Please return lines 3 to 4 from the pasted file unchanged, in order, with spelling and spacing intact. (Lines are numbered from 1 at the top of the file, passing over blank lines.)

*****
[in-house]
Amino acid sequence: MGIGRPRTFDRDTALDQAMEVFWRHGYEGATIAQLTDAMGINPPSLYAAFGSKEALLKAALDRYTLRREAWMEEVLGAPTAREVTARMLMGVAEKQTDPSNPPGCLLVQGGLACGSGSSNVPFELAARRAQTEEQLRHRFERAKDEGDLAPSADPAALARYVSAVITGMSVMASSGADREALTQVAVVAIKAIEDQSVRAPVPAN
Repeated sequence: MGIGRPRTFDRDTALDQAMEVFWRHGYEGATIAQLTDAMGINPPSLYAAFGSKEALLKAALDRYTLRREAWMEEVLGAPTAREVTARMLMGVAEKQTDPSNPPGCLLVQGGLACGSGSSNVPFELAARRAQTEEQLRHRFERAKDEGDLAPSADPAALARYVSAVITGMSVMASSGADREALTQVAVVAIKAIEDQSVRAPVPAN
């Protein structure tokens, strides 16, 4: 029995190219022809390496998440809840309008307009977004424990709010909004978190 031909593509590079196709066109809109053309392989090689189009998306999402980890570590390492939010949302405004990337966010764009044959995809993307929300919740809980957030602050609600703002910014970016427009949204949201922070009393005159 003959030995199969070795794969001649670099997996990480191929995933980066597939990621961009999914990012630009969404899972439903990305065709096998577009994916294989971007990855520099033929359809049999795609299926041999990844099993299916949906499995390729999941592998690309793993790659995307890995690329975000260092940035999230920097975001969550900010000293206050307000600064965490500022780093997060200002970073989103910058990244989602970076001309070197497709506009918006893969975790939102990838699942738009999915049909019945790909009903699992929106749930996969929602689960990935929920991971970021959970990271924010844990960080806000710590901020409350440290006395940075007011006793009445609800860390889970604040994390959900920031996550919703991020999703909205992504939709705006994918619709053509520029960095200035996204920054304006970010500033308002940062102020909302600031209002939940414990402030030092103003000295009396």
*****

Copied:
Repeated sequence: MGIGRPRTFDRDTALDQAMEVFWRHGYEGATIAQLTDAMGINPPSLYAAFGSKEALLKAALDRYTLRREAWMEEVLGAPTAREVTARMLMGVAEKQTDPSNPPGCLLVQGGLACGSGSSNVPFELAARRAQTEEQLRHRFERAKDEGDLAPSADPAALARYVSAVITGMSVMASSGADREALTQVAVVAIKAIEDQSVRAPVPAN
């Protein structure tokens, strides 16, 4: 029995190219022809390496998440809840309008307009977004424990709010909004978190 031909593509590079196709066109809109053309392989090689189009998306999402980890570590390492939010949302405004990337966010764009044959995809993307929300919740809980957030602050609600703002910014970016427009949204949201922070009393005159 003959030995199969070795794969001649670099997996990480191929995933980066597939990621961009999914990012630009969404899972439903990305065709096998577009994916294989971007990855520099033929359809049999795609299926041999990844099993299916949906499995390729999941592998690309793993790659995307890995690329975000260092940035999230920097975001969550900010000293206050307000600064965490500022780093997060200002970073989103910058990244989602970076001309070197497709506009918006893969975790939102990838699942738009999915049909019945790909009903699992929106749930996969929602689960990935929920991971970021959970990271924010844990960080806000710590901020409350440290006395940075007011006793009445609800860390889970604040994390959900920031996550919703991020999703909205992504939709705006994918619709053509520029960095200035996204920054304006970010500033308002940062102020909302600031209002939940414990402030030092103003000295009396």